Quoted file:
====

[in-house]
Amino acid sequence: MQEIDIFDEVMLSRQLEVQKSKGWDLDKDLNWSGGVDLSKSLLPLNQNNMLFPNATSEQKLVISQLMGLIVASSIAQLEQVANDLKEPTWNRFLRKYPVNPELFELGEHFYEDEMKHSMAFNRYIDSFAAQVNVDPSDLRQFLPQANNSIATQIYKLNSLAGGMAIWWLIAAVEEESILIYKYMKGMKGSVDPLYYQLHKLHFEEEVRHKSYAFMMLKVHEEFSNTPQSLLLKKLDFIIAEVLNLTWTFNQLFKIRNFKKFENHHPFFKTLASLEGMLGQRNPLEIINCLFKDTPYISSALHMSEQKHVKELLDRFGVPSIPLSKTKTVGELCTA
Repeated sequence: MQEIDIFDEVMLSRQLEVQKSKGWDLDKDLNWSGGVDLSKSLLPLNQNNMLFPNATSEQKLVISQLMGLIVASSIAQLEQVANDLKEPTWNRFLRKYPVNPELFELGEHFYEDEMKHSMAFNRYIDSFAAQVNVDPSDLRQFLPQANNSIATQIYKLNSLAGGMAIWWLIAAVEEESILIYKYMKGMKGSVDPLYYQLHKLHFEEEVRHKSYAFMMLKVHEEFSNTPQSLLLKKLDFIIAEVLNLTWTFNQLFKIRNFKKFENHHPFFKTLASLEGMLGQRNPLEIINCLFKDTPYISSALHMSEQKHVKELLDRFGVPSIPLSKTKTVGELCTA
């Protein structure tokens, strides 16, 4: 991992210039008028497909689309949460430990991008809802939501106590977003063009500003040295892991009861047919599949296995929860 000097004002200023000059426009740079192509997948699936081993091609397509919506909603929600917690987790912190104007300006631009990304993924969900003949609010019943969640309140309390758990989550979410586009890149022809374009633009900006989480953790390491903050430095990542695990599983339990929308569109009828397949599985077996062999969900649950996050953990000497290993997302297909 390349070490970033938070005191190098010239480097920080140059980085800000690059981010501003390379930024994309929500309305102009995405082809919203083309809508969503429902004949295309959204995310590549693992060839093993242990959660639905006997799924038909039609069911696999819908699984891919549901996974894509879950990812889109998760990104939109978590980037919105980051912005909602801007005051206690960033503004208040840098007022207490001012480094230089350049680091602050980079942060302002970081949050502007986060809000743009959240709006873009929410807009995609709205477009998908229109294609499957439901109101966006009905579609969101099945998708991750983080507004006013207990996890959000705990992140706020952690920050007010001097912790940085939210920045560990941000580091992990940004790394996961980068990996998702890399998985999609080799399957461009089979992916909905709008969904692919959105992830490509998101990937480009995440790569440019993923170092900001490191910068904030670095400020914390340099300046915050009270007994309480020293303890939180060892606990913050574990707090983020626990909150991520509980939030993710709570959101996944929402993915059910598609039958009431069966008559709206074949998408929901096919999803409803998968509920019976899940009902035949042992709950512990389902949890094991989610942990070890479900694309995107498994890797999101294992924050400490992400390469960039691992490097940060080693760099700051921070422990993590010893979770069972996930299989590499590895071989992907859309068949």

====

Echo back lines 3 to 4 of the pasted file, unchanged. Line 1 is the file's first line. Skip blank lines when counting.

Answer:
Repeated sequence: MQEIDIFDEVMLSRQLEVQKSKGWDLDKDLNWSGGVDLSKSLLPLNQNNMLFPNATSEQKLVISQLMGLIVASSIAQLEQVANDLKEPTWNRFLRKYPVNPELFELGEHFYEDEMKHSMAFNRYIDSFAAQVNVDPSDLRQFLPQANNSIATQIYKLNSLAGGMAIWWLIAAVEEESILIYKYMKGMKGSVDPLYYQLHKLHFEEEVRHKSYAFMMLKVHEEFSNTPQSLLLKKLDFIIAEVLNLTWTFNQLFKIRNFKKFENHHPFFKTLASLEGMLGQRNPLEIINCLFKDTPYISSALHMSEQKHVKELLDRFGVPSIPLSKTKTVGELCTA
């Protein structure tokens, strides 16, 4: 991992210039008028497909689309949460430990991008809802939501106590977003063009500003040295892991009861047919599949296995929860 000097004002200023000059426009740079192509997948699936081993091609397509919506909603929600917690987790912190104007300006631009990304993924969900003949609010019943969640309140309390758990989550979410586009890149022809374009633009900006989480953790390491903050430095990542695990599983339990929308569109009828397949599985077996062999969900649950996050953990000497290993997302297909 390349070490970033938070005191190098010239480097920080140059980085800000690059981010501003390379930024994309929500309305102009995405082809919203083309809508969503429902004949295309959204995310590549693992060839093993242990959660639905006997799924038909039609069911696999819908699984891919549901996974894509879950990812889109998760990104939109978590980037919105980051912005909602801007005051206690960033503004208040840098007022207490001012480094230089350049680091602050980079942060302002970081949050502007986060809000743009959240709006873009929410807009995609709205477009998908229109294609499957439901109101966006009905579609969101099945998708991750983080507004006013207990996890959000705990992140706020952690920050007010001097912790940085939210920045560990941000580091992990940004790394996961980068990996998702890399998985999609080799399957461009089979992916909905709008969904692919959105992830490509998101990937480009995440790569440019993923170092900001490191910068904030670095400020914390340099300046915050009270007994309480020293303890939180060892606990913050574990707090983020626990909150991520509980939030993710709570959101996944929402993915059910598609039958009431069966008559709206074949998408929901096919999803409803998968509920019976899940009902035949042992709950512990389902949890094991989610942990070890479900694309995107498994890797999101294992924050400490992400390469960039691992490097940060080693760099700051921070422990993590010893979770069972996930299989590499590895071989992907859309068949």